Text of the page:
The image of Southern comfort lies on a table where mounds of crispy, golden fried chicken are found along with collard greens, mashed potatoes and mac n' cheese with the scent of baked, buttery made-from-scratch goodness swirling above the biscuits. Picking up a bucket or box of chicken from KFC, Church's or Popeye's may be a thing of the past; nowadays, good 'ole Southern fried chicken family dinners are plentiful and available at all types of restaurants from fast casual and counter service joints to fine dining restaurants and local bars.
Through fortuitous events (and careful pre-trip food planning), I found myself sitting at a red and white checkered table at a neighborhood joint on Crenshaw Avenue in Los Angeles, just a few miles west of Koreatown called Gus's World Famous Fried Chicken. Oh yes, they're not kidding about the "world famous" part. The chicken was crispy, juicy, spicy and flavorful all the way through. The fried okra, baked beans and greens made for perfect side dishes. Two words: Life Changing. Come spring of this year, a Gus's Fried Chicken should be setting up shop at 1815 Washington Avenue across the street from B&B Butchers.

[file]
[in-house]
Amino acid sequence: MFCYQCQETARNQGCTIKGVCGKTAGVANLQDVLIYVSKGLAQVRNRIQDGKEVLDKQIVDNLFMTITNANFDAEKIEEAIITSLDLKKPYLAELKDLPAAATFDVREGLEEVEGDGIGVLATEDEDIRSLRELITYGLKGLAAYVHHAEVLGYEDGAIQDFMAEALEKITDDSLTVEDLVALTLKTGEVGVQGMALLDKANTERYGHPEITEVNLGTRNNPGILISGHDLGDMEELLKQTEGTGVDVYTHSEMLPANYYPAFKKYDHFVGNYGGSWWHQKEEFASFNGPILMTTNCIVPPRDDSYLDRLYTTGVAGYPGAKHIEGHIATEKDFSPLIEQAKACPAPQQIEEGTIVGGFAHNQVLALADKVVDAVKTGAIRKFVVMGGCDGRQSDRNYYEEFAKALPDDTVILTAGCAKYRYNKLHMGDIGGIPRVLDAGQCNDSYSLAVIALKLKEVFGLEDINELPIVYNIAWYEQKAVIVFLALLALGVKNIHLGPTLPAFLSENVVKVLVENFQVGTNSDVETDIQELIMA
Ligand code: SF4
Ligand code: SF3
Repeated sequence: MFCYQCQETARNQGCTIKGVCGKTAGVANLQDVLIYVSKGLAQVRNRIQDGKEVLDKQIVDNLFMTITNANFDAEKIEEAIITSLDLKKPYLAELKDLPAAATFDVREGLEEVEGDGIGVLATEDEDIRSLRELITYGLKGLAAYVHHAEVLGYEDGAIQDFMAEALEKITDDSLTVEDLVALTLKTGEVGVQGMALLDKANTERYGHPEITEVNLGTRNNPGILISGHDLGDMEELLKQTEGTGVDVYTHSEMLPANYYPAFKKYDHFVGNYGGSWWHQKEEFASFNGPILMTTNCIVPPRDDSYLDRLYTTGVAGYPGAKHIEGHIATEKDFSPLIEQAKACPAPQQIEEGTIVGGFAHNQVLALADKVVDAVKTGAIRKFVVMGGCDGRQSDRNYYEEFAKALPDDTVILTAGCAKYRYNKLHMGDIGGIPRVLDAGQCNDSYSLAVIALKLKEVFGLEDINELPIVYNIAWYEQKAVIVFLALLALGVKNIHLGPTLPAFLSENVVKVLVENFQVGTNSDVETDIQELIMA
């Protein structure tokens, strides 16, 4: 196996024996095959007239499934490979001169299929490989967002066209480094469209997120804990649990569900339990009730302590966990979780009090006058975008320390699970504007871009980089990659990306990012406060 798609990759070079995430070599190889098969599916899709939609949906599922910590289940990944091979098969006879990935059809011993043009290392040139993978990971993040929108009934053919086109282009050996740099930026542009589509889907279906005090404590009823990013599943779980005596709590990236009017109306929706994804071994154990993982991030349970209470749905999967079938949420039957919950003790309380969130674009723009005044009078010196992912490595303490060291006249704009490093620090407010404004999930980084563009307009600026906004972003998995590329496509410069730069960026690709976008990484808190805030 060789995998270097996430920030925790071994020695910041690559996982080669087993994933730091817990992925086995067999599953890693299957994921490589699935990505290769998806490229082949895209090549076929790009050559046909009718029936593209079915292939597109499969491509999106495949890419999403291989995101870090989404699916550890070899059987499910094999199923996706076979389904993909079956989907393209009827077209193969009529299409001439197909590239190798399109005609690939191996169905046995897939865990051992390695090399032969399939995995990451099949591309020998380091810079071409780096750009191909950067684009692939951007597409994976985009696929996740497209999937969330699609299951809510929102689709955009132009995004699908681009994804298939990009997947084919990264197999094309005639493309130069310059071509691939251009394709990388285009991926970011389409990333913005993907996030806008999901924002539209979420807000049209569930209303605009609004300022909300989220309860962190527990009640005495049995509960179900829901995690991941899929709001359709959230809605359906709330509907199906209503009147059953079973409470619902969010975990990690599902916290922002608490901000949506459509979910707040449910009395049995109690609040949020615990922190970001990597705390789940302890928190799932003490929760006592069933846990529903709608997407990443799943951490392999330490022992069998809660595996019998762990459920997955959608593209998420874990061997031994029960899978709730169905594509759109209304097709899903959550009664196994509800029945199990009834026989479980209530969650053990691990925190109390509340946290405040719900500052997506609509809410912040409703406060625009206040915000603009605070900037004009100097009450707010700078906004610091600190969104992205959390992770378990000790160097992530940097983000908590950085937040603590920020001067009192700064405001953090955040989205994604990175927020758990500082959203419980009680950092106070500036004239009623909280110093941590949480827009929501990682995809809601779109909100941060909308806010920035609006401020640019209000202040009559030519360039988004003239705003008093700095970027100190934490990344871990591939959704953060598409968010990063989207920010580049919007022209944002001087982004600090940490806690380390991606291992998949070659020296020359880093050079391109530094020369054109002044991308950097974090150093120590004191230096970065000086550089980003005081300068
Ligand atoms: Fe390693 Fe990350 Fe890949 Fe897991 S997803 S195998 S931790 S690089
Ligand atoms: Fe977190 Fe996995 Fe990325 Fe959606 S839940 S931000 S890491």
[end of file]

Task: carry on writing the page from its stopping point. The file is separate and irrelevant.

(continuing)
Until those doors open, Houston will keep doing its own fried chicken thing. Homegrown joints like Frenchy's, Jone's and the Barbecue Inn have had folks lickin' fingers for years. Back in 2012, Katharine Shilcutt (then of the Houston Press) published a top 10 list of fried chicken places in town. Let's see if many of those still make our favorites list this time around.
I scoured the city for fried yardbird and along the way, chatted with a fried chicken guru and gathered a few picks from local chefs and food lovers.